is a state of conflict
between relatively large groups of people (such as nations
, social groups
), which is characterized by the use of armed lethal violence
or upon civilians
. Other terms for war, which often serve as euphemisms
, include armed conflict, hostilities, and police action
A common perception of war is a series of military campaigns between at least two or more opposing sides involving a dispute over sovereignty, territory, resources, ideology or a host of other issues. A war to liberate an occupied country is sometimes characterised as a "war of liberation", while a war between internal elements of the same state may constitute a civil war.
Aside from humans and their primate brethren, ants are the only other species known to exhibit such behavior on a large scale.
A battle is a single engagement fought between two or more parties, wherein each party or aligned group will seek to defeat their opponent. Battles are most often fought during military campaigns and can usually be well defined in time, space and action. Wars are generally the continuum of a related series of battles and are guided by strategy, whereas individual battles are the stage on which tactics are employed.
Military history is the recording and analysis of those events in the history of humanity that fall within the category of organised armed conflict, and that relate to the institutions and organizations that prosecute such conflict.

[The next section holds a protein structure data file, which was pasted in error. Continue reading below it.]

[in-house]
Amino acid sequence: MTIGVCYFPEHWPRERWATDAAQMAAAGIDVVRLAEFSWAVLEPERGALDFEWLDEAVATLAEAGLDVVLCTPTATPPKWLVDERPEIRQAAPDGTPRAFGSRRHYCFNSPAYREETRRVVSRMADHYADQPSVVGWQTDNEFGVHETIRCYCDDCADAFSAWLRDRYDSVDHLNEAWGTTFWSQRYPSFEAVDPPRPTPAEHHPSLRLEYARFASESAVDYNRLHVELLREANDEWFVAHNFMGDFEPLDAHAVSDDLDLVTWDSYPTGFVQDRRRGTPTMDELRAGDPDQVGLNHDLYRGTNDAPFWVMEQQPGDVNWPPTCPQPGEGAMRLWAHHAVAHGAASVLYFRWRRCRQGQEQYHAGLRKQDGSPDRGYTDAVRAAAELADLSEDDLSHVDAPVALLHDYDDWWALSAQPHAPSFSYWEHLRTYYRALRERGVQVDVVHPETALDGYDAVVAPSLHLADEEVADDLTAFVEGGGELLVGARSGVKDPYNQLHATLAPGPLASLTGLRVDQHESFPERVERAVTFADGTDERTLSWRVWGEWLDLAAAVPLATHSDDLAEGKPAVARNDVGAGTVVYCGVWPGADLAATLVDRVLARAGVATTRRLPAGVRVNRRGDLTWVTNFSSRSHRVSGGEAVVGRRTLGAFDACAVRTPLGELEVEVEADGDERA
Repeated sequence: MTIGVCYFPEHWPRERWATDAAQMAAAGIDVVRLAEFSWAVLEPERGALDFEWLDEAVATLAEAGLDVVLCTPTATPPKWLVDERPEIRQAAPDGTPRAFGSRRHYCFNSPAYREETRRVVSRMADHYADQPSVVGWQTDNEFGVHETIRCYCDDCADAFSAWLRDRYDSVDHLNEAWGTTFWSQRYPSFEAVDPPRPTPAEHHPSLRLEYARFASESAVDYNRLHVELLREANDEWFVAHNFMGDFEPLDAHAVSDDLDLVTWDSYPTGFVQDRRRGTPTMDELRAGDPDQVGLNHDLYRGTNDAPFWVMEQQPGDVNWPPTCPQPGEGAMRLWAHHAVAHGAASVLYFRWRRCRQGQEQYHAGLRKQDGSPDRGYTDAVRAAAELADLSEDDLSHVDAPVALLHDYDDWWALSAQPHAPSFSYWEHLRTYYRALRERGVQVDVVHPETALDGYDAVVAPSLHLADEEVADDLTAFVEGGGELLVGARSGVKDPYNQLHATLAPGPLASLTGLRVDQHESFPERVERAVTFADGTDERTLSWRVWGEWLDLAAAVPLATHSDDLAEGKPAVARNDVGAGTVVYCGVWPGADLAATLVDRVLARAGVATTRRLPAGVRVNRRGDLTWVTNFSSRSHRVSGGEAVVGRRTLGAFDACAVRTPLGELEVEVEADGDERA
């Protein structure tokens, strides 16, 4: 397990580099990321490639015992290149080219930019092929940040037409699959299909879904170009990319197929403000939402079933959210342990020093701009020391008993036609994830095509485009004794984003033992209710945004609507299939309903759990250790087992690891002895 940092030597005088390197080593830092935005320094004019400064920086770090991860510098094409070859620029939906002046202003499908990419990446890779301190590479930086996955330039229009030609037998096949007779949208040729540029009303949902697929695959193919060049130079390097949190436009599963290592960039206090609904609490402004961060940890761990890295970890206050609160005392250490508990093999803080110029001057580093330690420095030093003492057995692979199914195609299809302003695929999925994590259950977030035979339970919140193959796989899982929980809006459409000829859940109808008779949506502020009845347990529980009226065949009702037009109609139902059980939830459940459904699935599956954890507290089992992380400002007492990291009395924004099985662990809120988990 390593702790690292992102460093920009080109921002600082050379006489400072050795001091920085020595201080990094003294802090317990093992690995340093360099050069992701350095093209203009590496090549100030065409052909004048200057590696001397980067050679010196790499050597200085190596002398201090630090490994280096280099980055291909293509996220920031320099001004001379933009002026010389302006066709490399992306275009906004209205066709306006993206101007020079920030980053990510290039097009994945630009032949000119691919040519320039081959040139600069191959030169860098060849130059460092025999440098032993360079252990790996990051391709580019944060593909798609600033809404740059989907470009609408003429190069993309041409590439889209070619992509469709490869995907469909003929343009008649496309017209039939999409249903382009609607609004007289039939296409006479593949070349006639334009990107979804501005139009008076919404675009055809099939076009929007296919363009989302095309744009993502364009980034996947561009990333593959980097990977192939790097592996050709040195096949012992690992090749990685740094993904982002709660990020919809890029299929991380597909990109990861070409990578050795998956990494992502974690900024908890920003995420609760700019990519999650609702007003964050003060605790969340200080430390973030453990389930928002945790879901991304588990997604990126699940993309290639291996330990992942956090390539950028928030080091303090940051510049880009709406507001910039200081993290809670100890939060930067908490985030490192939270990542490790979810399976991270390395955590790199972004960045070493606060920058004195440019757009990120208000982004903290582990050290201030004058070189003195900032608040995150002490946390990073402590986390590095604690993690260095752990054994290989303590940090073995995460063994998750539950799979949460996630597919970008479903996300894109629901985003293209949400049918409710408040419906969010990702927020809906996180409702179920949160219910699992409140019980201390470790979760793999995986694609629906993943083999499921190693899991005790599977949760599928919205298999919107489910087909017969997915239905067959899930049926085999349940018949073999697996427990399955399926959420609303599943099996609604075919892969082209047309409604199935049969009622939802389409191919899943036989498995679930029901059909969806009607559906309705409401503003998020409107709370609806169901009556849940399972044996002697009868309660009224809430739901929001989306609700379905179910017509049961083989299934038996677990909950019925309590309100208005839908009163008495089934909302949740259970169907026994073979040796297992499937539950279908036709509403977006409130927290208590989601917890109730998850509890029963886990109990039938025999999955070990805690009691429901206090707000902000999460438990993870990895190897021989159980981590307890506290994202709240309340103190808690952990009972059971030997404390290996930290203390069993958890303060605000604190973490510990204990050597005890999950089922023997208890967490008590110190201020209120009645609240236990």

was an Athenian general
leader. In 411 BC, in the wake of an oligarchic coup
at Athens, the pro-democracy sailors at Samos
elected him as a general, making him a primary leader of the successful democratic resistance to that coup. As general, he was responsible for recalling the controversial nobleman Alcibiades
from exile, and the two worked together extensively over the next several years. In 411 and 410, Thrasybulus commanded several critical Athenian naval victories, along with Alcibiades and others. After Athens' defeat in the Peloponnesian War
, Thrasybulus led the democratic resistance to the new oligarchic government, known as the Thirty Tyrants
, that the victorious Spartans
imposed on Athens. In 404 BC, he commanded a small force of exiles that invaded Attica
and, in successive battles, defeated first a Spartan garrison and then the forces of the oligarchics. In the wake of these victories, democracy was reestablished in Athens. As a leader of this revived democracy in the 4th century BC, Thrasybulus advocated a policy of resistance to Sparta and sought to restore Athens' imperial power. He was killed in 388 BC while leading an Athenian naval force in the Corinthian War